Japanese Prime Minister Fumio Kishida on Monday expressed his eagerness to usher in a “new era” of bilateral relations with South Korea, with ties having improved rapidly after Seoul pledged to resolve a long-standing wartime labor dispute with Tokyo.
In a message Kishida sent to a gathering in Tokyo which involved political and business figures from both countries, he said, “Japan and South Korea are important neighbors for working together on various challenges in the international community.”
Japanese Foreign Minister Yoko Kamikawa also said in a speech at the meeting that close cooperation between Japan and South Korea has never been more necessary in the face of the severe security situation in East Asia.
In a message addressed to the convention, South Korean President Yoon Suk Yeol echoed similar views, voicing his readiness to join hands with Japan on numerous regional and global issues, including security, economy and state-of-the-art technologies.
Under the administration of Yoon’s predecessor Moon Jae In, who was considered by some to have been an anti-Japan politician, relations between Tokyo and Seoul had deteriorated to the lowest point in decades due largely to the wartime labor compensation row.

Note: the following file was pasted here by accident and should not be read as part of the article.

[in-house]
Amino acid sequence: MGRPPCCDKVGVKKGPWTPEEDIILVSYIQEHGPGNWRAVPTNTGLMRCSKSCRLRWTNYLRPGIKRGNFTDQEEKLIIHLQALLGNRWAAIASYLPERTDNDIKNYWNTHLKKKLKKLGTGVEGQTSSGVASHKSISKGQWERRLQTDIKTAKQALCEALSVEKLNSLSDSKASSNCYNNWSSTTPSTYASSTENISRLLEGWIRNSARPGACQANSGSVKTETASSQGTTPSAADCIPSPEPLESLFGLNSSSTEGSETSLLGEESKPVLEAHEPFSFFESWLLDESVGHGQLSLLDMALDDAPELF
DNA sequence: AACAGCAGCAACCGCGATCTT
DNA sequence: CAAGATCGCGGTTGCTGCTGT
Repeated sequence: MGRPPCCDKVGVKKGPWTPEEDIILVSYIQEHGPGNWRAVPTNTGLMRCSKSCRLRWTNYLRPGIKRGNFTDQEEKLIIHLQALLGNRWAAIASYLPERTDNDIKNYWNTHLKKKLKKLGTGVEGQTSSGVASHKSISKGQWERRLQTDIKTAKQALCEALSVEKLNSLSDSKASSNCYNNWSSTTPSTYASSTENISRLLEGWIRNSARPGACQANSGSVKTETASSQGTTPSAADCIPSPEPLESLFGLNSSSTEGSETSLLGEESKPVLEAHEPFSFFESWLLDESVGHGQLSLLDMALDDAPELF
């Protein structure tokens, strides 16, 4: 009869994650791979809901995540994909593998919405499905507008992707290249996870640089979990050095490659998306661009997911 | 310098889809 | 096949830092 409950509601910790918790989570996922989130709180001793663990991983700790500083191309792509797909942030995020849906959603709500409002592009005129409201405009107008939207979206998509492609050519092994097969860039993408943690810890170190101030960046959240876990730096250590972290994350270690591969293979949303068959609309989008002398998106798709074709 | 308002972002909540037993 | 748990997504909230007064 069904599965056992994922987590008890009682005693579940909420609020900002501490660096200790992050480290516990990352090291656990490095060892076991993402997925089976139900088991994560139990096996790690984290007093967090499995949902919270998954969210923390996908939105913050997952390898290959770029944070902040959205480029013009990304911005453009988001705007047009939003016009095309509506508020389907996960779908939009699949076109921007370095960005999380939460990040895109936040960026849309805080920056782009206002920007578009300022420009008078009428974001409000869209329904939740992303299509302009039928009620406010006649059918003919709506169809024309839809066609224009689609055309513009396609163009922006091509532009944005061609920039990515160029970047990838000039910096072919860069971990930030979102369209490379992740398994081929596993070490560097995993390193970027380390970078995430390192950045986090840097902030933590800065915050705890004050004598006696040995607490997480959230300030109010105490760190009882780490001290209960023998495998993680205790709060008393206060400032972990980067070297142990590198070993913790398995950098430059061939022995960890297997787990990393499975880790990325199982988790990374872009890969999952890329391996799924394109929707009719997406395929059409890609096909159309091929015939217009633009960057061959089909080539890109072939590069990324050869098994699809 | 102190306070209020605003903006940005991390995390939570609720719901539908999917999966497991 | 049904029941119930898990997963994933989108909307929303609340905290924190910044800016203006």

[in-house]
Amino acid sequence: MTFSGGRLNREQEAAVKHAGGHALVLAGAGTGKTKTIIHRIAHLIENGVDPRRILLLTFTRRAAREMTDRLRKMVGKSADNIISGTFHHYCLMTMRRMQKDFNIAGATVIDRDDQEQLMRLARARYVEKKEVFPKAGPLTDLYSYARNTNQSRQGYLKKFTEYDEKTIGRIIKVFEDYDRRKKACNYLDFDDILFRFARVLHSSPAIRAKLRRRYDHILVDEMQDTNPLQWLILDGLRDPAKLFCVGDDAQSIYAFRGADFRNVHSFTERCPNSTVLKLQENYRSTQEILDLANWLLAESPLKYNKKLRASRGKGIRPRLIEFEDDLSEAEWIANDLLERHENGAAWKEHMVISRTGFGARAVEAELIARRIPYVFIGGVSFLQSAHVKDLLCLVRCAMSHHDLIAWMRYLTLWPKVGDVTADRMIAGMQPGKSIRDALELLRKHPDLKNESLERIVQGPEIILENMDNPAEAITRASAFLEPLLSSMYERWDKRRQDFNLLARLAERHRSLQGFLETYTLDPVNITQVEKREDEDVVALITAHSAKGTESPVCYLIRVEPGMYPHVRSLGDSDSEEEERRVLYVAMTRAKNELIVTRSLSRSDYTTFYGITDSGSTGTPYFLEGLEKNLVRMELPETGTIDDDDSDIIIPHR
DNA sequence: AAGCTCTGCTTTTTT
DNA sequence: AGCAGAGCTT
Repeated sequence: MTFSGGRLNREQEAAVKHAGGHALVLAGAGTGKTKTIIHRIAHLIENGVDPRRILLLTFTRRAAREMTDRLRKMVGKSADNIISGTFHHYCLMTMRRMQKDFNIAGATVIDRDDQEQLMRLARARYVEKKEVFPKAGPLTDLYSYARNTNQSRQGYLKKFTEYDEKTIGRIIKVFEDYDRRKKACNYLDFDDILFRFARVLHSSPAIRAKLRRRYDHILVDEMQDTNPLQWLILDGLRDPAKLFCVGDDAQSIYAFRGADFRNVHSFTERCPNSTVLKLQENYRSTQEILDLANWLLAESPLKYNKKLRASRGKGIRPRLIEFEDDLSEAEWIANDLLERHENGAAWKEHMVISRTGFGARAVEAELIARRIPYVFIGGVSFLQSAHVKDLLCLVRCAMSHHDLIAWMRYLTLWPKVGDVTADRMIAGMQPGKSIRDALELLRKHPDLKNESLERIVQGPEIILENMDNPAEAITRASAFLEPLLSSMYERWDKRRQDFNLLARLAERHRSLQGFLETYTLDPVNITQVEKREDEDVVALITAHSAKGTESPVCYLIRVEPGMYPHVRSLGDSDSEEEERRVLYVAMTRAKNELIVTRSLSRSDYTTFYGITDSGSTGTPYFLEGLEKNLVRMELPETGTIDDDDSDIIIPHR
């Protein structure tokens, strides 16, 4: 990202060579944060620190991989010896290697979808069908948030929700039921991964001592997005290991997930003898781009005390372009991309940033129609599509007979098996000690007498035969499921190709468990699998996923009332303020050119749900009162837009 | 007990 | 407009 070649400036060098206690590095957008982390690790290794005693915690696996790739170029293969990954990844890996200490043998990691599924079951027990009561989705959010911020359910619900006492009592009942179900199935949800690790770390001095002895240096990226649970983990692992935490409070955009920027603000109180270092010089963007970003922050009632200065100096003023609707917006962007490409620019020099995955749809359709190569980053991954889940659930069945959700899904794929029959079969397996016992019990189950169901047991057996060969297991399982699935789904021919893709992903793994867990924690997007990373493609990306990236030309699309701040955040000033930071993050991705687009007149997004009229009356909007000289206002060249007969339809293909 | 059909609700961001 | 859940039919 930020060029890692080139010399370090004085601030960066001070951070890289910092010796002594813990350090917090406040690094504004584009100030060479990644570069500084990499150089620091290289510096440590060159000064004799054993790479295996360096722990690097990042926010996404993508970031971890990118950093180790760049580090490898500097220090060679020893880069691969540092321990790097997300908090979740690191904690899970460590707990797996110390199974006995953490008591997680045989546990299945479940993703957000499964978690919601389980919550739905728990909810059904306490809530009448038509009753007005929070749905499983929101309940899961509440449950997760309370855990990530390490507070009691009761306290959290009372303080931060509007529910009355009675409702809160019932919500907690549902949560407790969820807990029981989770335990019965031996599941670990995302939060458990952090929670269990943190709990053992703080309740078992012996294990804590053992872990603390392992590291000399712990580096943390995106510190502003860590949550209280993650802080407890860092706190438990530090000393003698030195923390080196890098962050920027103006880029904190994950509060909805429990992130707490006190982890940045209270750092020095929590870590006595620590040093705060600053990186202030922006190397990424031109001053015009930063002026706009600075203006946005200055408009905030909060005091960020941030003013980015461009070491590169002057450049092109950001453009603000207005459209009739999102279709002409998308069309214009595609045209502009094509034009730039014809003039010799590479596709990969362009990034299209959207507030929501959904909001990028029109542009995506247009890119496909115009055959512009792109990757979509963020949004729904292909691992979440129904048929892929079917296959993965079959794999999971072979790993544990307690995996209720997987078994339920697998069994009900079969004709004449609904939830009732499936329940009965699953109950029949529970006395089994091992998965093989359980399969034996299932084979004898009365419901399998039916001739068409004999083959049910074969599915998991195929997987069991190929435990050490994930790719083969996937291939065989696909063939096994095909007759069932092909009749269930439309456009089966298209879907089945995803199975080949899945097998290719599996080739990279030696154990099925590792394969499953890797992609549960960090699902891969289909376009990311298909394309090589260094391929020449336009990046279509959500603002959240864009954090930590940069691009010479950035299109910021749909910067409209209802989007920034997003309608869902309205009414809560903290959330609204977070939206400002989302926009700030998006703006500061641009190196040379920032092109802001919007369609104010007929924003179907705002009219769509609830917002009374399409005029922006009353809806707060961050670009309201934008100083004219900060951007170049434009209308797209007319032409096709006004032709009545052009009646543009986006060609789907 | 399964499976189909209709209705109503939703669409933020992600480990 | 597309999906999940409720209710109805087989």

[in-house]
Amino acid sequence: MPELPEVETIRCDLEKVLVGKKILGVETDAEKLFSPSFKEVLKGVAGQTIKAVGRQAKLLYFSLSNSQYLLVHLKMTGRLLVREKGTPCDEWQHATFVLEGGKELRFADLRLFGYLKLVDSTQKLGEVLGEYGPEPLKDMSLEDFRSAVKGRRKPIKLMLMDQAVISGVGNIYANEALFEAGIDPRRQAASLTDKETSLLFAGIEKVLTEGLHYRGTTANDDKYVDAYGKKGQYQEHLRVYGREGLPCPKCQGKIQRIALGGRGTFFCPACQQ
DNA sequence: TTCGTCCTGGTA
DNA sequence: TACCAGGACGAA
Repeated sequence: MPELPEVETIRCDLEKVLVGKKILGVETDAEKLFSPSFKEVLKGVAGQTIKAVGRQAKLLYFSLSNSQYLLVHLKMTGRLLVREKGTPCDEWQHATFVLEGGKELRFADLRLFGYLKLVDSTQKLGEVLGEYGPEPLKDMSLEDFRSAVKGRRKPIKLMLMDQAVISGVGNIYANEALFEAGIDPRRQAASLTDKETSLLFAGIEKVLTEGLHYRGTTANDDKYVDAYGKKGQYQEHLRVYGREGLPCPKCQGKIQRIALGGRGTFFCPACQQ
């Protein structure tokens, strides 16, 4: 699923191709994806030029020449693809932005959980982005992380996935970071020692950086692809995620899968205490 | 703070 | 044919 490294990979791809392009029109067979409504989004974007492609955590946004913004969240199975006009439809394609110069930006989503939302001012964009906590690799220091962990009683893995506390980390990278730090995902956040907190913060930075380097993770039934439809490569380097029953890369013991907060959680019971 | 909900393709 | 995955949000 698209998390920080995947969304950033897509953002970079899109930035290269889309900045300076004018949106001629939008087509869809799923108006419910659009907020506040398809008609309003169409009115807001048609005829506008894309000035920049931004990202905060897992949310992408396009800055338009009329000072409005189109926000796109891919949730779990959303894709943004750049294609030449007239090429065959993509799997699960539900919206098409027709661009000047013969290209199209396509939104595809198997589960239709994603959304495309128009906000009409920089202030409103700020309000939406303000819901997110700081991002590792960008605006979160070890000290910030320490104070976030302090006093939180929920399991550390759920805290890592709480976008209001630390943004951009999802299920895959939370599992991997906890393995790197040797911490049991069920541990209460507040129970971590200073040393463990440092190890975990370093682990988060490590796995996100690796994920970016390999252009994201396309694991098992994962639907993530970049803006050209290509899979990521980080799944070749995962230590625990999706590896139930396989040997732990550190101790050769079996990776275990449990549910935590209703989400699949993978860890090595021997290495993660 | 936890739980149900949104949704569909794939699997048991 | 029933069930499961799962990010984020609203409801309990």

But Yoon, who took office in May 2022, proposed a solution to the matter in early March and made the first trip by a South Korean president to Japan in four years for talks with Kishida later in the month, signaling a thaw in bilateral ties.
Japan and South Korea have agreed to resume reciprocal visits by the leaders of the two nations, which had been suspended since 2011.
In May, Yoon was invited as a guest to a Group of Seven summit in Kishida’s home constituency of Hiroshima to discuss the security environment in Asia amid North Korea’s nuclear and missile development and China’s growing military assertiveness.
Source : Kyodo News